Farschied, thank you so much for reminding me about that website! I am accumulating a backlog of unexamined resources. I just bookmarked that site to remind me to try it out.

In answer to your question, I am doing as many languages as I can fit in during a day around my work schedule. This is out of the five I am studying/reviewing at present: German, Spanish, French, Italian, and Portuguese. Usually I am working on three a day. Mostly French, Italian, and Portuguese right now - German and Spanish are getting neglected because I am more confident in my skills in those.

Farschied • Posted on Thu, September 19, 2013 - 3:14 pm EST

Thank you for the answer! Just one last thing, you forgot to change ” Who knows? • Sep ‘13… ”  part of your study schedule to Review Period.

By the way, what is that ” Brain Exploded” ?  It means that you did nothing for a month?

sorry for asking too many questions!

Ellen Jovin • Posted on Thu, September 19, 2013 - 3:40 pm EST

I like questions. You keep me on my toes, Farschied.

I didn’t forget; I just hadn’t quite done it, is all. But you have spurred me to action. Thank you.

Yes, the “Brain Exploded” period involved rest and recovery after 771 consecutive days of language study. I needed a break. I touch on this need in the entry at http://ellenjovin.com/blog/vacation-days.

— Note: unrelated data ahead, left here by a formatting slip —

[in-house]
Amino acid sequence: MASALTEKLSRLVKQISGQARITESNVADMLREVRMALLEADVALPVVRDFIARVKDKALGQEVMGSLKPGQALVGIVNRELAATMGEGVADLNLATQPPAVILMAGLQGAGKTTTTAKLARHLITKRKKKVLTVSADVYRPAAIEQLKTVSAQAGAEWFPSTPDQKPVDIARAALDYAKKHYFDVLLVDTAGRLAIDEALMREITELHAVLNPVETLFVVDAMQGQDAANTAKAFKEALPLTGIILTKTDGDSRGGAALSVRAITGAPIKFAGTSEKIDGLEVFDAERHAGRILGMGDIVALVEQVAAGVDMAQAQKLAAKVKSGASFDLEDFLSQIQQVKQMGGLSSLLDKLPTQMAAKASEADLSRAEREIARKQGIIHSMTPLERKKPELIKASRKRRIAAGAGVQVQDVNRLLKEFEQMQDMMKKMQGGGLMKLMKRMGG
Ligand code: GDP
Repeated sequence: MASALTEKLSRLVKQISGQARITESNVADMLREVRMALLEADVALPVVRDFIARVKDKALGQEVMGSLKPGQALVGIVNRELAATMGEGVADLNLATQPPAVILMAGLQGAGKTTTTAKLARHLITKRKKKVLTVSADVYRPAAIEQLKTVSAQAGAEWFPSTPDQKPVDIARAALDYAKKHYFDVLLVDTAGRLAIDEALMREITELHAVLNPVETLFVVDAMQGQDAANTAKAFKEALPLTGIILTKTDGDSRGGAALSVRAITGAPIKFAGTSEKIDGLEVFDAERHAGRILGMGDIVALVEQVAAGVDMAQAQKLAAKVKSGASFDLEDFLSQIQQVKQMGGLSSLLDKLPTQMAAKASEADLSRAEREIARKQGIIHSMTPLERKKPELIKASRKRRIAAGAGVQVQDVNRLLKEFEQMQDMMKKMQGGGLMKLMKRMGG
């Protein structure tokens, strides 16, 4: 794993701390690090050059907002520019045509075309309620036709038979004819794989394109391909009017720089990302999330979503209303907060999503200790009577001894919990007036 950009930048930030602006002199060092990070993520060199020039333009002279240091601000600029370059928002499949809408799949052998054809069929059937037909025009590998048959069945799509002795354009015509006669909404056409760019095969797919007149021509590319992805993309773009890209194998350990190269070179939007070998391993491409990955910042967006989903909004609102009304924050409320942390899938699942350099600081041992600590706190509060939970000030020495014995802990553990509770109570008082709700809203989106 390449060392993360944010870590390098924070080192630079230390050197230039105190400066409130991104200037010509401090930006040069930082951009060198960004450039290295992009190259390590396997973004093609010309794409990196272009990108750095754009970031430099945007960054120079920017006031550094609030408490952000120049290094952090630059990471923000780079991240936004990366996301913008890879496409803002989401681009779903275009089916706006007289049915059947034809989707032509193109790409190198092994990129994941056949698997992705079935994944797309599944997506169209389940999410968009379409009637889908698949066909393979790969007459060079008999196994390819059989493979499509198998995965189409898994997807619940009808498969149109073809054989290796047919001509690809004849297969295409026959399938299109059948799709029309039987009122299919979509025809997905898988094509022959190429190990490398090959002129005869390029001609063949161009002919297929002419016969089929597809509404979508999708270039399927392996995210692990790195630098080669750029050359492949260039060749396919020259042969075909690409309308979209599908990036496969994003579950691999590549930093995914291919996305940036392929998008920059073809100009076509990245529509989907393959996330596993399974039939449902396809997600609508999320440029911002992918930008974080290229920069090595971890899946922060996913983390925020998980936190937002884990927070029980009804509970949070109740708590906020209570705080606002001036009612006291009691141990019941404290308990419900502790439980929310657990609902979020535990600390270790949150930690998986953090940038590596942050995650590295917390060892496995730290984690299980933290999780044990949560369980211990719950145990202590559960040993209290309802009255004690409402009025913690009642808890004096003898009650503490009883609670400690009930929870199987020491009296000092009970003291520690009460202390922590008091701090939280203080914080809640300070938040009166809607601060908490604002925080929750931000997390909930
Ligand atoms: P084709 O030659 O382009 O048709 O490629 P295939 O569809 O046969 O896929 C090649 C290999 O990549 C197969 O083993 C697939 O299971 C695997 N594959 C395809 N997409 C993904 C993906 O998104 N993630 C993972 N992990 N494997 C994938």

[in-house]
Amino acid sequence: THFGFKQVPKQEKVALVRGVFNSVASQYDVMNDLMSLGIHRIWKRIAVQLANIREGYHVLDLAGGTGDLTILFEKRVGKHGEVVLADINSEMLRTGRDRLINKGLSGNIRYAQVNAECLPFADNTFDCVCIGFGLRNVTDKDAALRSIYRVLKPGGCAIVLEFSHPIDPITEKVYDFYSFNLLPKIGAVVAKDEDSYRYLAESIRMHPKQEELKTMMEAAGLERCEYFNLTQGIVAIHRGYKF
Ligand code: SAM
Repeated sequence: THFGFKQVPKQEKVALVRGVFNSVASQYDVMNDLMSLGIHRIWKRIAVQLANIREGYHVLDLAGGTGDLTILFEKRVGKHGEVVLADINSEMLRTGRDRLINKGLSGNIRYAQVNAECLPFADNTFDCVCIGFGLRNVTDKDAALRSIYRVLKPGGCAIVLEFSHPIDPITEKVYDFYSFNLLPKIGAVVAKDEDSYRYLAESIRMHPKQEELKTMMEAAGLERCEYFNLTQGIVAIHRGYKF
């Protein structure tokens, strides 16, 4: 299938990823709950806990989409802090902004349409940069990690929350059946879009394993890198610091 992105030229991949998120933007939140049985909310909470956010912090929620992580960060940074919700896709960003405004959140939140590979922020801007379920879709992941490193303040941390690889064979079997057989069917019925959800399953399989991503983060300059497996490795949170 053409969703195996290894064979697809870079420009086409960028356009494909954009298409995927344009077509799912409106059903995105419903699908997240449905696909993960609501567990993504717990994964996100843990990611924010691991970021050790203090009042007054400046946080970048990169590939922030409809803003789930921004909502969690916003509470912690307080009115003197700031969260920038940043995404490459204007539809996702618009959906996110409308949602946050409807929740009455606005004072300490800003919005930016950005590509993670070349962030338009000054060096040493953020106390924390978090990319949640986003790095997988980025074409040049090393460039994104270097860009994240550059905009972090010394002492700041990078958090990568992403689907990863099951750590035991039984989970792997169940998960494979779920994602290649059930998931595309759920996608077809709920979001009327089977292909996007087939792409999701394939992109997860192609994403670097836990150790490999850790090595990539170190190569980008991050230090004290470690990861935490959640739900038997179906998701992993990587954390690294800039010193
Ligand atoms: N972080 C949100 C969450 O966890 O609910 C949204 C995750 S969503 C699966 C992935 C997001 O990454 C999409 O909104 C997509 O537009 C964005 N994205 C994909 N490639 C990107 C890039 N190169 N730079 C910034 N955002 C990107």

Ask away!

jose luiz serafini • Posted on Fri, September 20, 2013 - 7:15 am EST

I’ve heard of a couple of people who had to part from their books because of allergic reations. And a doctor, years ago, threatened me with a similar fate if I don’t behave. Ugly.

And I happen to enjoy of plenty of space for books (at a farmhouse, beach cottage, downtown office, even my parent’s home) because I don’t live in a very big (and expensive) town…

James LaRue • Posted on Wed, April 09, 2014 - 10:37 am EST

Living Language courses were always so good.  I used to buy them when they came with cassette tapes and the books were 8x11 size.  I was never disappointed with any of the Living Language series. They provided a basic foundation for me in German and Russian.

I got my basic introduction to Spanish and Italian through the Spanish Made Simple and Italian Made Simple books.  Have you done a review on this series of books as well?

Ellen Jovin • Posted on Wed, April 09, 2014 - 10:56 am EST

James, I have all the “Made Simple” books and intend to make my way through each. I began with the Italian and so far am very impressed.

Oops, I just looked up the series again on Amazon and realized there was one I didn’t know about: “Inglés Hecho Fácil”!

Ellen Jovin • Posted on Wed, April 09, 2014 - 10:58 am EST

Oh, I see even more now! Latin and Sign Language! Wow! I have Spanish, French, German, and Italian, I believe.

James LaRue • Posted on Fri, April 11, 2014 - 9:45 am EST

Ellen,
Have you ever reviewed the French In Action series?  This came out in the 80s and was quite popular for a while.  PBS sometimes shows it.  It’s also online at:

http://www.learner.org/resources/series83.html

I just picked up the accompanying book for a dollar at a used book store.  The book was like new. It is a great foundational course in French and also entertaining and fun. 

I’d like to see you do a review on it